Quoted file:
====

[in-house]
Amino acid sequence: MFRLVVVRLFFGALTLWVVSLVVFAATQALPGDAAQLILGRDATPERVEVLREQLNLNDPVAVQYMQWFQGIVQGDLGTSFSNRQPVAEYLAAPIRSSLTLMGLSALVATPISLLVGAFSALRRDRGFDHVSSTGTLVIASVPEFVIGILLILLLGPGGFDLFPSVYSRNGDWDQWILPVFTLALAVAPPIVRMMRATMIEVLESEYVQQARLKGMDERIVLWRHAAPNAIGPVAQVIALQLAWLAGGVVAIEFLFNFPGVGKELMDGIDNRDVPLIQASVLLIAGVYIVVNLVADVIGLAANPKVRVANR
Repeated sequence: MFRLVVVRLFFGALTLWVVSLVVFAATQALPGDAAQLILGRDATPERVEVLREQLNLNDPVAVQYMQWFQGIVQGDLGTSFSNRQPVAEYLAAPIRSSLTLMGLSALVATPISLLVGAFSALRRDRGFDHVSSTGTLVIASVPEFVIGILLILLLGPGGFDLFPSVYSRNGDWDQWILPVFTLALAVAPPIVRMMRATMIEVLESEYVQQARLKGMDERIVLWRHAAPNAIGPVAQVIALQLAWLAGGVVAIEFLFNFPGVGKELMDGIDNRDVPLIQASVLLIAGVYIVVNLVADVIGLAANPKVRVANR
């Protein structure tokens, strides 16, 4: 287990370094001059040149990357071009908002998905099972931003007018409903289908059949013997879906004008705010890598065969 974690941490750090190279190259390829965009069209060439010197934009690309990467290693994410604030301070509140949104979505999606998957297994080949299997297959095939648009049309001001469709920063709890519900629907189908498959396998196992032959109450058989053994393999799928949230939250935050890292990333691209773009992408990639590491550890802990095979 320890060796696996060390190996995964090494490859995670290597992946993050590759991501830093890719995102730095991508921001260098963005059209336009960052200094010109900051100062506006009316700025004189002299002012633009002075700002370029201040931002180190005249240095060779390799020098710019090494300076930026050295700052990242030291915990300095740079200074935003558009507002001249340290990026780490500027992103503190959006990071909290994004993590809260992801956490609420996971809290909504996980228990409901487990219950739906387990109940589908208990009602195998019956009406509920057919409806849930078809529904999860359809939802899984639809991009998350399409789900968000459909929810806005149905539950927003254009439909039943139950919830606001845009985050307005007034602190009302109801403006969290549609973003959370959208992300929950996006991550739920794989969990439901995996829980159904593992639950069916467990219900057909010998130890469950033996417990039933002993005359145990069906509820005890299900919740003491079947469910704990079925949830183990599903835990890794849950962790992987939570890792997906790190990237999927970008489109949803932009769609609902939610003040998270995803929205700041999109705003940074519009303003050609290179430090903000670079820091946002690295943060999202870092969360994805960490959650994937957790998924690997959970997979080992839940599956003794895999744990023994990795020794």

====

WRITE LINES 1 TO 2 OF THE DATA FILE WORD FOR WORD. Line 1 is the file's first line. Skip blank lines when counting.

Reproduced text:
[in-house]
Amino acid sequence: MFRLVVVRLFFGALTLWVVSLVVFAATQALPGDAAQLILGRDATPERVEVLREQLNLNDPVAVQYMQWFQGIVQGDLGTSFSNRQPVAEYLAAPIRSSLTLMGLSALVATPISLLVGAFSALRRDRGFDHVSSTGTLVIASVPEFVIGILLILLLGPGGFDLFPSVYSRNGDWDQWILPVFTLALAVAPPIVRMMRATMIEVLESEYVQQARLKGMDERIVLWRHAAPNAIGPVAQVIALQLAWLAGGVVAIEFLFNFPGVGKELMDGIDNRDVPLIQASVLLIAGVYIVVNLVADVIGLAANPKVRVANR